Thursday, August 5, 2010

Growing an Heirloom Apple Orchard

My first experience with Heirloom Apples was when we moved into our home in Wyoming.  Across the street from our house was an old orchard that had fallen into disuse.  Always in horror of seeing good food go to waste I asked the owner if I could pick some of the fruit before it all went to waste.  But I was refused!  She informed me that she left the orchard for the deer so they had food to eat.  After many visits that included bribes of home baked bread, eggs from our hens, and even produce from our garden the last member of the family gave me grudging permission to pick some apples. On entering the orchard I was amazed that the trees still produced fruit. Almost all the trees were half dead and broken, most of the apples were small although few had any worm damage. Upon tasting the first apple I was in love. It was crisp, sweet tart and creamy fleshed. Going over later to thank the owner with a jar of applesauce I asked about the history of the orchard. The aged lady seemed pleased to have a "youngster" interested and filled me in on all the details. This was an ancient apple orchard which turned out to be over 100 years old.  It had been planted by the original homesteader 3 generations before and in its day people had come from miles around to buy apples and cider from the family.  It is one of the few orchards in Wyoming due to the severely cold (up to -40) winters.  The variety of the apples was called Wealthy.

Well the moment I got home I started researching this delicious and hardy apple.  I found that it had been developed in 1860 in Minnesota, was extremely hardy, and was great for cooking.

Fast forward a few years and we decided to plant 5 apple trees at our new home. Our family loves apples and we go through tons in the form of applesauce, pie, cider, chutney, and fresh eating.   As we were living in Washington state apples are not expensive so I knew I wanted varieties that are not common to the markets.  After doing much research I ordered my trees from a company called Tree's of Antiquity at  They literally have hundreds of varieties of apple trees and with the help of their knowledgeable staff I picked trees that were suited to our hot summers and sometimes cold winters.  Unfortunately Wealthy was not a candidate for our area!  But I was given some suggestions of similar varieties that would do better.  The 5 trees are Gravenstein, Macoun, Newtown Pippen, Roxbury Russet, and Winesap.  All of the varieties I choose are multipurpose meaning that you can use them for fresh eating, cooking, and cider.  I also made sure that they were known for their keeping ability so that we could be eating fresh apples into the spring.  The Newtown Pippin tree was the favorite apple of George Washington and developed in 1759!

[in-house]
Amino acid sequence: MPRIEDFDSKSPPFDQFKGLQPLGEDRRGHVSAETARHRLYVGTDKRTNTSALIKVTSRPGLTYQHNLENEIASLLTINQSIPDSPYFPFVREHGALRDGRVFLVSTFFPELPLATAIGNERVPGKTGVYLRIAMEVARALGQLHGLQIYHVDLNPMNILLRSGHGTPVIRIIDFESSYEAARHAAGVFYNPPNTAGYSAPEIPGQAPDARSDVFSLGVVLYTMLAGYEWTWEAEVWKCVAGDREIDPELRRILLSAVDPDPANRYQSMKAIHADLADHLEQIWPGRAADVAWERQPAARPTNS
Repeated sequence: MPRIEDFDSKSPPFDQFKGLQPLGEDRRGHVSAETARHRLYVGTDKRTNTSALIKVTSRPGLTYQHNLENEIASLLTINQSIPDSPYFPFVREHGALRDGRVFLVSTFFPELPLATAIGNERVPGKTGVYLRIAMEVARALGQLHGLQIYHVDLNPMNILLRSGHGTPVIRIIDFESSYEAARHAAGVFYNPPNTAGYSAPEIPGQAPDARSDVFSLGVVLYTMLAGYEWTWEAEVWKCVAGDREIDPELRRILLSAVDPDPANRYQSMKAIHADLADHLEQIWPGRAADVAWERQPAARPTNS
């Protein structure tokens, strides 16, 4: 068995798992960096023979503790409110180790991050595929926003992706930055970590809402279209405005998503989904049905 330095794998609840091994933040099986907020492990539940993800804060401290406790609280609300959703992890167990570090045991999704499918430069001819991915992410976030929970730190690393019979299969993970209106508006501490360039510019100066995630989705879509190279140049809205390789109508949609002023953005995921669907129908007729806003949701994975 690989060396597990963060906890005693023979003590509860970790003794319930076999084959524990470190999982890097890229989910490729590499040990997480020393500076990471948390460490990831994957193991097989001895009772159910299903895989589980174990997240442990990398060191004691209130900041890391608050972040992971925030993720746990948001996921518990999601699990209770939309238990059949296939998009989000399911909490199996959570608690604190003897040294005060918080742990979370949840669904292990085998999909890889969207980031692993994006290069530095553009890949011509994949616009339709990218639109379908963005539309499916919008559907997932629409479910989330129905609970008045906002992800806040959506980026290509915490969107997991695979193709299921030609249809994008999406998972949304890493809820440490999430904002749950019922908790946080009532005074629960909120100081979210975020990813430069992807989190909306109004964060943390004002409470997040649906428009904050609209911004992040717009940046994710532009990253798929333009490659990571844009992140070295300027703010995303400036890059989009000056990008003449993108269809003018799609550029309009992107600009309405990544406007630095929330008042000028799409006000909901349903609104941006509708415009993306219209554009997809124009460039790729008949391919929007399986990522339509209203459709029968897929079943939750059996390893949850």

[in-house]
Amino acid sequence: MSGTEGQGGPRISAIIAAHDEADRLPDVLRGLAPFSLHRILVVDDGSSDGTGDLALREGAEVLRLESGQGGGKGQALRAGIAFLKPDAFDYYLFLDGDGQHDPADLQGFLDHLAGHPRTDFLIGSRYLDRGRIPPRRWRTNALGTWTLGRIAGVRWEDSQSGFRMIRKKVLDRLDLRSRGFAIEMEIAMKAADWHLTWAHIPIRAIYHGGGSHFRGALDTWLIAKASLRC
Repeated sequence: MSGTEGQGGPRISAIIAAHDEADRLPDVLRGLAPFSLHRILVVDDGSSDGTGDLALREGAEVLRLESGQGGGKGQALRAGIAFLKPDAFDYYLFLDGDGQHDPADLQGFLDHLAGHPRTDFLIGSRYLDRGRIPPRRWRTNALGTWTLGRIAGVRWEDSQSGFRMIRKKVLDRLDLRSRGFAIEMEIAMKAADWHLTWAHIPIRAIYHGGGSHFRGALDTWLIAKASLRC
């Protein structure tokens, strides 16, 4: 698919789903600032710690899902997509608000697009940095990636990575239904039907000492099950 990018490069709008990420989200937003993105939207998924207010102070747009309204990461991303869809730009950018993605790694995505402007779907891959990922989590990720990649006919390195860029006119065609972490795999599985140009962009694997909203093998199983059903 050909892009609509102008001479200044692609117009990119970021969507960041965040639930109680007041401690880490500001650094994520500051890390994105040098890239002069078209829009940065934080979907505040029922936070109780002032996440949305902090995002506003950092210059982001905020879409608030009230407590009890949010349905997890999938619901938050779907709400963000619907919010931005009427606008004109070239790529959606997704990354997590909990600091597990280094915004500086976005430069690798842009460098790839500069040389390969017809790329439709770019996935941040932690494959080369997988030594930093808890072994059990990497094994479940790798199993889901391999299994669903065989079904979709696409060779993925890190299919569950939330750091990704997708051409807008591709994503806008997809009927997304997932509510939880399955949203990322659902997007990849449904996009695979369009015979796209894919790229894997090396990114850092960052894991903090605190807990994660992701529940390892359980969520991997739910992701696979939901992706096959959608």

Here is a picture of our mini apple orchard

They will begin bearing fruit in good amounts in 2 to 3 years.  As you can see we have planted them fairly close together as we intend to prune them to semi dwarf size.  The plants you see between them are green beans and lettuces which form a good cover crop and use up the wasted space.  They have grown at least a foot since we planted them this spring!

There are some things you should make sure of if you want to plant fruit trees in your yard.

1.  The most important  thing is to make sure that the tree is suited to your climate.  There would be nothing as disappointing as watching your apples tree grow for a few years and then end up with year after year of disappointing or nonexistent harvests.  There are now varieties of fruit trees that can thrive in the coldest northern states but would die in the south.  Also some apples will live and even fruit well in your area but may end up tasting mealy because they do best in the eastern states.  The only way to avoid these pitfalls is to talk to a knowledgeable orchardist who can guide you to the trees best suited for your climate.

2.  Cross pollination.  Almost all fruit trees require a cross pollinator.  This is another tree that blossoms at the same time.  Most trees will need a different variety to cross pollinate with.  So you will need a tree that blossoms at roughly the same time and is compatible with your tree.  Again having a knowledgeable person is key to finding the right trees.

3.  Next is what are you going to do with the fruit.  If you want fruit just for fresh eating then choose a variety to suit that.  Just remember that you will get allot of fruit and many fresh eating varieties are not suited for storage, cooking, or canning.  If you want to can much of the fruit or make pies you must make sure the variety is known for that.  And lastly it may be a good idea to choose varieties that store for long periods of time.  After all the longer they store the longer you can enjoy them!

4. Adequate sun and space.  All fruit trees do best in full sun with enough space to spread out, you will need at least 10 feet square.  You can keep them at dwarf size but you must realize that the smaller you keep the trees the less fruit you will get.

5. City ordnance's for your area.  In our state because of the huge apple industry there are some areas that actually go around to see if local citizens are spraying their trees.  If they don't the city will spray them for the tree owner and then send them a bill!  Talk about big brother!

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